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Grow Your Own Food – Small-Space Style

Veggie Shelves - Before

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This has been a frightening year for many of us. Things have changed almost beyond recognition. For many people jobs, expectations and plans have shifted in alarming ways.  My husband and I realized that we needed to make some drastic economies in our budget and to begin to think about growing at least some of our own food.

This was all very well as an idea but we had little space and little money to spend on infrastructure. We went out and looked at the possible space – and very gloomy and unappetizing it looked!

It was obvious that we could only use the left-hand side of the area shown in the picture because the sun never gets to the right-hand side. So we were talking about a ground space of about 14 feet by 10 feet (if we lifted the paving stones). It made sense, therefore, to think in terms of going upwards, so that we could pack more into the space.

So then we had a look at the area my husband calls the storeroom (and I call the junk heap) to see what materials we had that might be useful in constructing “shelves” of some sort. There were all sorts of possible and maybes – and then I saw an old, metal, kids’ jungle gym that had been used to hold shelves.  I knew it was just what I needed to hold my vegetable shelves. The shelves could be made with frames from old, wooden poles (of which we had a large supply).

 

We removed the invasive creeper on the fence of the area we planned to rehabilitate, lifted paving stones and constructed the new shelves in situ. Here is the result. (The black plastic sheet is to keep the irrigation water we planned to spray on the shelves rather than into the neighbors’ yard.)

We imported compost and prepared a veggie bed in the ground below the shelves.

Now we needed containers to populate the shelves above. It turns out I had a large collection of old plastic buckets and basins with broken rims and splits but good enough to hold some soil and be useful plant containers. Many of them needed to have drain holes burn into their bottoms to prevent water-logging.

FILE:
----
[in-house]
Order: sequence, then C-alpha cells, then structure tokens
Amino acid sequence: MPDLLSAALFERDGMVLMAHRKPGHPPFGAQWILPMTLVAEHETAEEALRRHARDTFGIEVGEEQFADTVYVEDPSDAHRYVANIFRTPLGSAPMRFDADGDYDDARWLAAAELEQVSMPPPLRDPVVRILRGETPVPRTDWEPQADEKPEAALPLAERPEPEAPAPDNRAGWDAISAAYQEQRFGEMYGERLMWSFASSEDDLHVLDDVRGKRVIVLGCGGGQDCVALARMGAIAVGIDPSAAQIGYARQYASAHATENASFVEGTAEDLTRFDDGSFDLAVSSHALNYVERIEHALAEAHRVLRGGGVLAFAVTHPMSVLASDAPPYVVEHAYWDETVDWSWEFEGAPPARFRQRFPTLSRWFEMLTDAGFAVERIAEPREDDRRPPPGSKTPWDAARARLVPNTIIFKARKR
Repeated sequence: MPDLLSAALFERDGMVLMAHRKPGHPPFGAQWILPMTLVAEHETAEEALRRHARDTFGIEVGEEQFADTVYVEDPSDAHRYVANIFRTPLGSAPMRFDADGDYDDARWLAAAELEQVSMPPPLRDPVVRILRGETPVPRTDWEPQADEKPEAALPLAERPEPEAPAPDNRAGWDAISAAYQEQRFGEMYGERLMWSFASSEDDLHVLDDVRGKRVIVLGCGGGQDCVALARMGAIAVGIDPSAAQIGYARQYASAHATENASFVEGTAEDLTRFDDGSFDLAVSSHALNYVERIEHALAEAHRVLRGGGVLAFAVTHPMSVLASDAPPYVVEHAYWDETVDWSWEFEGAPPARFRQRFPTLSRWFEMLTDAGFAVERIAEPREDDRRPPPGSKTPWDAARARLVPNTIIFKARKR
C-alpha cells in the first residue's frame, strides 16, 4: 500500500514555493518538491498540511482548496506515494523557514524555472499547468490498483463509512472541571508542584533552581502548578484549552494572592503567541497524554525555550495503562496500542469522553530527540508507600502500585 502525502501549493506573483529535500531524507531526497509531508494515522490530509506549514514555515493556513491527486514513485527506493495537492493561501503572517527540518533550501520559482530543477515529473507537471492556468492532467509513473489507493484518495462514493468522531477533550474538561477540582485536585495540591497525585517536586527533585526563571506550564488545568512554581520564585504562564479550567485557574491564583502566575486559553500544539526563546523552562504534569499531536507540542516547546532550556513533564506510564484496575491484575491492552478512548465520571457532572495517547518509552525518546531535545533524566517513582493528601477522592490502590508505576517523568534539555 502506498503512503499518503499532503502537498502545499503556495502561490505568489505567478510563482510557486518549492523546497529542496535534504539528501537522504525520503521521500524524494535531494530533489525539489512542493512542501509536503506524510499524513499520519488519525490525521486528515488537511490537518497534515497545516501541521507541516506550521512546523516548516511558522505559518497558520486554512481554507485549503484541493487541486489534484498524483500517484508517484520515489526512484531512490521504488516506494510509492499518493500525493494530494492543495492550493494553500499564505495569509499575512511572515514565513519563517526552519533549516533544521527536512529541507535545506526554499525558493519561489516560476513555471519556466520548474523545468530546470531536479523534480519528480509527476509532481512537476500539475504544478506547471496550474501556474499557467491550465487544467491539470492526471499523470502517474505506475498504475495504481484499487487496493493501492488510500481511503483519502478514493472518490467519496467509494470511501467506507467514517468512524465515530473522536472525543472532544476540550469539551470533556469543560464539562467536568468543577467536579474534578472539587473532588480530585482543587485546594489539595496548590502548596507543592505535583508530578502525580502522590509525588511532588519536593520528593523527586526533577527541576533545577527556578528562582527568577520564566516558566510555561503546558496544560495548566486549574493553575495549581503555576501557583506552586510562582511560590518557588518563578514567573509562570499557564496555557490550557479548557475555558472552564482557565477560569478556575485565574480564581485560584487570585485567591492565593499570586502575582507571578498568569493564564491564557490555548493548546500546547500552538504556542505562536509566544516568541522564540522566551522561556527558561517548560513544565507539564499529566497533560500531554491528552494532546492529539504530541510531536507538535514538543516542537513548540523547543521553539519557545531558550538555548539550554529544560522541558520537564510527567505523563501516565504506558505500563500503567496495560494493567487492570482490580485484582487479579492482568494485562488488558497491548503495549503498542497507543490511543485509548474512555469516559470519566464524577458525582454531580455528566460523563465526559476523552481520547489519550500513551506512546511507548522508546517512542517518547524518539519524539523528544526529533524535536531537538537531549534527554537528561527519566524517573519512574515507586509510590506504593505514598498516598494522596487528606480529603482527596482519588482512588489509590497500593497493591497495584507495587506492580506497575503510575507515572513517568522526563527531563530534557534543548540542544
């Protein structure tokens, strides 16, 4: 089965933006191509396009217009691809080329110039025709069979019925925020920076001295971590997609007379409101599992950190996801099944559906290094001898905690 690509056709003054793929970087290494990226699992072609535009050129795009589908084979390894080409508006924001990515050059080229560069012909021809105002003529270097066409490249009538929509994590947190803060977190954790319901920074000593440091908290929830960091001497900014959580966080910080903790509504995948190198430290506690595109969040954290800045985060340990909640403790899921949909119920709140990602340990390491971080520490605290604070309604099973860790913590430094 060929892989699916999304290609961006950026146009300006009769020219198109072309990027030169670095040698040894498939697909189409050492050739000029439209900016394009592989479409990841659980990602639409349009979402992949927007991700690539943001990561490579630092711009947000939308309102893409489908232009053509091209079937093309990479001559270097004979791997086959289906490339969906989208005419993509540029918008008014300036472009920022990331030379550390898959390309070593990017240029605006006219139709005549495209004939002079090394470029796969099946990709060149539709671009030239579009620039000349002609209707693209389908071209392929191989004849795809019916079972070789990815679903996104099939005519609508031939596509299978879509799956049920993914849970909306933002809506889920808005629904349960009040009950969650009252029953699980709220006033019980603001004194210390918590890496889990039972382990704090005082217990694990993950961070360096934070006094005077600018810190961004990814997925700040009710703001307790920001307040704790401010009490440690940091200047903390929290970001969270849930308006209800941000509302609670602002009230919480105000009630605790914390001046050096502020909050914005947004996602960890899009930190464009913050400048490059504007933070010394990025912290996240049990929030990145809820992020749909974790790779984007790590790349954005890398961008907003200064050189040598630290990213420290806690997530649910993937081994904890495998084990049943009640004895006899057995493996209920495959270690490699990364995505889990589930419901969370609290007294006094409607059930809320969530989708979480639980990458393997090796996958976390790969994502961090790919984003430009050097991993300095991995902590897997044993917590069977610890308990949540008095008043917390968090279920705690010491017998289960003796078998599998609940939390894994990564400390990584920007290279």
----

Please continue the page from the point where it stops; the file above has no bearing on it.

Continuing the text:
Heated kebab skewers proved to be ideal for making these holes.

drain holes

There followed that semi-frustrating, semi-exciting period of growing various seeds to fill the containers!

Nearly three months after we had set off the shelves looked like this and we were happily harvesting salad leaves for every meal. The hanging bottles (with scoops cut in them to hold plants) that I had thought were such a good idea for conserving space proved to be a bad idea. Somehow they always seemed to be facing in the wrong direction to receive water and they seemed to cramp the plants. I had sweet potatoes planted in the tire stack to the left but they took ages to show up.  (The two paving stones on the ground are for planting your feet on when you are attending to the stuff on the shelves – so that you don’t accidentally stand on something that is trying to grow at ground level.)

 

Now the bottom level is coming along well with lettuces and tomatoes going strong. The garlic, ginger and turmeric plants around the edges have not really shown up yet but the sweet potatoes are loving their tire stack.

 

We still have a long way to go and are daily working out better ways of managing things. But I just want to remind you what this exact spot looked like about 4 months ago!

veggie shelves - before

Kate P

I have always had an urge to “be ready’ for emergency situations. To my delight, I discovered the term “prepping” and that there is a community out there willing to learn and share information on a subject close to my heart. I also discovered how entwined self-sufficiency and homesteading are with prepping!

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